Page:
OPEC (the Organization of the Petroleum Exporting Countries) is scrambling to reassert its role in the oil market in the face of growing threats from US shale oil. It expects the global oil market to be balanced this year, as producers continue to trim production following the 2014 market crash and achieve a market balance between supply and demand.
Oil producers from OPEC and non-OPEC countries struck a historic deal in December 2016 (the Declaration of Cooperation) to cut output by 1.8 million barrels per day, following a surplus in crude supply that sent prices crashing in 2014. An agreement with 10 non-OPEC members, including Azerbaijan along with Bahrain, Brunei, Equatorial Guinea, Kazakhstan, Malaysia, Mexico, Oman, Russia, Sudan, and South Sudan agreed to reduce output by 558,000 barrels per day starting from 1 January 2017 to drive oil prices higher after a period of steep plunge.
As a consequence, countries whose economy is heavily reliant on oil revenue suffered economic problems, including Azerbaijan. Compliance with the cuts hit 133 per cent in January, exceeding the percentage required in the deal. Oil prices have rebounded to around $70 a barrel as a result of this policy and cooperation between oil producers reached levels that were above expectations. The high level of compliance in maintaining production cuts witnessed by OPEC and non-OPEC members has been the main driver behind the strong recovery in the price of oil.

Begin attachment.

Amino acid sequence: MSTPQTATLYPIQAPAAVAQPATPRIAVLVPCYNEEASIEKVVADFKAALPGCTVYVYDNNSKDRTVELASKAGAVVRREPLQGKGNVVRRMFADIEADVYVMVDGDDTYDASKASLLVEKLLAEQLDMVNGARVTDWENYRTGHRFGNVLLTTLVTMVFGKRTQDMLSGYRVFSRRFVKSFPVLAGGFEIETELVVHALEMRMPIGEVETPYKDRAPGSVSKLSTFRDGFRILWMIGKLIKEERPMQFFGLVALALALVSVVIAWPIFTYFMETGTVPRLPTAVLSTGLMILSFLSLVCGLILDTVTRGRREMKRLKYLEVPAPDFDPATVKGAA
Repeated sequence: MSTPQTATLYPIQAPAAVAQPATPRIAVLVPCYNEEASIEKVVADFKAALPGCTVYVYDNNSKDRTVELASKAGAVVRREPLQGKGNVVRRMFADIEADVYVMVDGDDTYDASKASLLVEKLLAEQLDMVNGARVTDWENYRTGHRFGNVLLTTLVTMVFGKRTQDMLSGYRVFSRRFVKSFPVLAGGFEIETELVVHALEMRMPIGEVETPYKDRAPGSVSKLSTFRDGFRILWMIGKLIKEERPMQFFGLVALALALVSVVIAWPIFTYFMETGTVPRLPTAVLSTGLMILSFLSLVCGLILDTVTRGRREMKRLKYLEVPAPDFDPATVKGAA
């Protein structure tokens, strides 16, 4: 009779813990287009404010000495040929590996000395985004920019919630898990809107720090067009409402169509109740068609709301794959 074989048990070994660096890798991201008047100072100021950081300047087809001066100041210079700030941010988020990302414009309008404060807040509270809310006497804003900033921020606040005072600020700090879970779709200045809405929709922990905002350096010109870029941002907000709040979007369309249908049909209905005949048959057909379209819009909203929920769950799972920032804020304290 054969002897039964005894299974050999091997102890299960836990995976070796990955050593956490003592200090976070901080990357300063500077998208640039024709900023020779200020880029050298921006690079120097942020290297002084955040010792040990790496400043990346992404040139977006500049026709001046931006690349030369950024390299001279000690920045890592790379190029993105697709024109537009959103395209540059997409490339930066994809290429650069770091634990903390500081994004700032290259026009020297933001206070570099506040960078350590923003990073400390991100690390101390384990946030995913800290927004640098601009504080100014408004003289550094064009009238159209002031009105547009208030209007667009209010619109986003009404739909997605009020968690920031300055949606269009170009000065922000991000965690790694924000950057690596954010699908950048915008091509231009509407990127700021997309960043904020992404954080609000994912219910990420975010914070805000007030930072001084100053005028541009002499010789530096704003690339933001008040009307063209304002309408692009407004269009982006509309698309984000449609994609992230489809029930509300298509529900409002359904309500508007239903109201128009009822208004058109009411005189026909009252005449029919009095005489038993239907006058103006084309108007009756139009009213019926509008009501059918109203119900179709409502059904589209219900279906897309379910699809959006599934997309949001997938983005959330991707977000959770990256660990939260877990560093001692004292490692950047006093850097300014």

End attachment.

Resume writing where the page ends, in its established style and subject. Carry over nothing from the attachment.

But the production cut that boosted the oil price ends this year, and some OPEC officials are concerned it will not be extended. That has left OPEC looking for ways to broaden its reach in more formal ways. The next meeting of OPEC and non-OPEC oil ministers is set for June, where the ministers may adjust the agreement based on current market conditions.
OPEC has added two new members in recent years – Gabon and Equatorial Guinea, extending its membership numbers to 14 countries. The Republic of Congo said it intended to join this group of the world’s major oil-exporting countries at its next meeting in June 2018. South Sudan and Uganda have also said they would like to join, citing OPEC’s role in stabilizing once free-falling oil prices.